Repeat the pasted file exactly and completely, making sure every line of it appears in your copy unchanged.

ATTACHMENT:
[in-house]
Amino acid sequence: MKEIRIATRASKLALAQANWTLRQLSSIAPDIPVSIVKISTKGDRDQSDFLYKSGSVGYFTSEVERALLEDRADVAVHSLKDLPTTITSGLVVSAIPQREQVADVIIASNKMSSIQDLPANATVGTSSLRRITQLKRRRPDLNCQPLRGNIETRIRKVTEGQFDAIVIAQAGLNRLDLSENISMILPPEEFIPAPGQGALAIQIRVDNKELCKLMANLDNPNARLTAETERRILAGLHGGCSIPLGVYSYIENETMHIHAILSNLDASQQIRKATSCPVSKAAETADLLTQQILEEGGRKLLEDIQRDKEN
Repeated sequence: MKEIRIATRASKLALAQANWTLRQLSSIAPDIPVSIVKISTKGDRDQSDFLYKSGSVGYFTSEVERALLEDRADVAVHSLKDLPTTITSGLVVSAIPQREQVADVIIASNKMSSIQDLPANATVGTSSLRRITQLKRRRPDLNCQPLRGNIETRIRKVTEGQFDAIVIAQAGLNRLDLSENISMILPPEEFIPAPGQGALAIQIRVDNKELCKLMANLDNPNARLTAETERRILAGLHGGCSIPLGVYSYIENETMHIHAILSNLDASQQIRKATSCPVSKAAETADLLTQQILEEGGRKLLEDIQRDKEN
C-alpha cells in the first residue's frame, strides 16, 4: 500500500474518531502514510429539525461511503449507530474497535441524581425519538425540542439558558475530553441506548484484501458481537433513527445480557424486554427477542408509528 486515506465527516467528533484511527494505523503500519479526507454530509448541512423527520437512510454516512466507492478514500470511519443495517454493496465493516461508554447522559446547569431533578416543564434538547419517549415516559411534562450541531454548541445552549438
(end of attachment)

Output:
[in-house]
Amino acid sequence: MKEIRIATRASKLALAQANWTLRQLSSIAPDIPVSIVKISTKGDRDQSDFLYKSGSVGYFTSEVERALLEDRADVAVHSLKDLPTTITSGLVVSAIPQREQVADVIIASNKMSSIQDLPANATVGTSSLRRITQLKRRRPDLNCQPLRGNIETRIRKVTEGQFDAIVIAQAGLNRLDLSENISMILPPEEFIPAPGQGALAIQIRVDNKELCKLMANLDNPNARLTAETERRILAGLHGGCSIPLGVYSYIENETMHIHAILSNLDASQQIRKATSCPVSKAAETADLLTQQILEEGGRKLLEDIQRDKEN
Repeated sequence: MKEIRIATRASKLALAQANWTLRQLSSIAPDIPVSIVKISTKGDRDQSDFLYKSGSVGYFTSEVERALLEDRADVAVHSLKDLPTTITSGLVVSAIPQREQVADVIIASNKMSSIQDLPANATVGTSSLRRITQLKRRRPDLNCQPLRGNIETRIRKVTEGQFDAIVIAQAGLNRLDLSENISMILPPEEFIPAPGQGALAIQIRVDNKELCKLMANLDNPNARLTAETERRILAGLHGGCSIPLGVYSYIENETMHIHAILSNLDASQQIRKATSCPVSKAAETADLLTQQILEEGGRKLLEDIQRDKEN
C-alpha cells in the first residue's frame, strides 16, 4: 500500500474518531502514510429539525461511503449507530474497535441524581425519538425540542439558558475530553441506548484484501458481537433513527445480557424486554427477542408509528 486515506465527516467528533484511527494505523503500519479526507454530509448541512423527520437512510454516512466507492478514500470511519443495517454493496465493516461508554447522559446547569431533578416543564434538547419517549415516559411534562450541531454548541445552549438